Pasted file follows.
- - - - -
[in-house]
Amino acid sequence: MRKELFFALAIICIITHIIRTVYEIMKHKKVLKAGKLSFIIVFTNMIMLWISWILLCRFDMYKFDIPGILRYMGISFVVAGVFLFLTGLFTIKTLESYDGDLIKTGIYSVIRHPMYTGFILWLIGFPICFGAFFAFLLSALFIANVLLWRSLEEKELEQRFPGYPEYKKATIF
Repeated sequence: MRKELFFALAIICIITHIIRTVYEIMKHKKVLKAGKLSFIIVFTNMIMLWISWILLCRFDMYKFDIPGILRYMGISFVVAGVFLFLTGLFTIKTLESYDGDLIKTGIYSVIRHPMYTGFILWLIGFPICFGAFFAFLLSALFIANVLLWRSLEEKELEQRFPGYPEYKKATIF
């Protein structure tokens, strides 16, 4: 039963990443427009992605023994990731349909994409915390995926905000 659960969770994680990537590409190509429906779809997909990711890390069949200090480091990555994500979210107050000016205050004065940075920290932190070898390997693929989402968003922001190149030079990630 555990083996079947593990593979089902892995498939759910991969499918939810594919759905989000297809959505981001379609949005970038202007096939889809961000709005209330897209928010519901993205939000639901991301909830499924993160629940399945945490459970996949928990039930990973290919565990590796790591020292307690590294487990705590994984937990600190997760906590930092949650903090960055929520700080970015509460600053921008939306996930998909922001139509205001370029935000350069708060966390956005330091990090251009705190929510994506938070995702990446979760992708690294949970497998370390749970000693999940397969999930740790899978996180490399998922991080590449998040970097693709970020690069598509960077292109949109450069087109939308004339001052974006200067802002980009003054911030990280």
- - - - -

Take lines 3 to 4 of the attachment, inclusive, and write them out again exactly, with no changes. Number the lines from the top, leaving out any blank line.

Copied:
Repeated sequence: MRKELFFALAIICIITHIIRTVYEIMKHKKVLKAGKLSFIIVFTNMIMLWISWILLCRFDMYKFDIPGILRYMGISFVVAGVFLFLTGLFTIKTLESYDGDLIKTGIYSVIRHPMYTGFILWLIGFPICFGAFFAFLLSALFIANVLLWRSLEEKELEQRFPGYPEYKKATIF
């Protein structure tokens, strides 16, 4: 039963990443427009992605023994990731349909994409915390995926905000 659960969770994680990537590409190509429906779809997909990711890390069949200090480091990555994500979210107050000016205050004065940075920290932190070898390997693929989402968003922001190149030079990630 555990083996079947593990593979089902892995498939759910991969499918939810594919759905989000297809959505981001379609949005970038202007096939889809961000709005209330897209928010519901993205939000639901991301909830499924993160629940399945945490459970996949928990039930990973290919565990590796790591020292307690590294487990705590994984937990600190997760906590930092949650903090960055929520700080970015509460600053921008939306996930998909922001139509205001370029935000350069708060966390956005330091990090251009705190929510994506938070995702990446979760992708690294949970497998370390749970000693999940397969999930740790899978996180490399998922991080590449998040970097693709970020690069598509960077292109949109450069087109939308004339001052974006200067802002980009003054911030990280």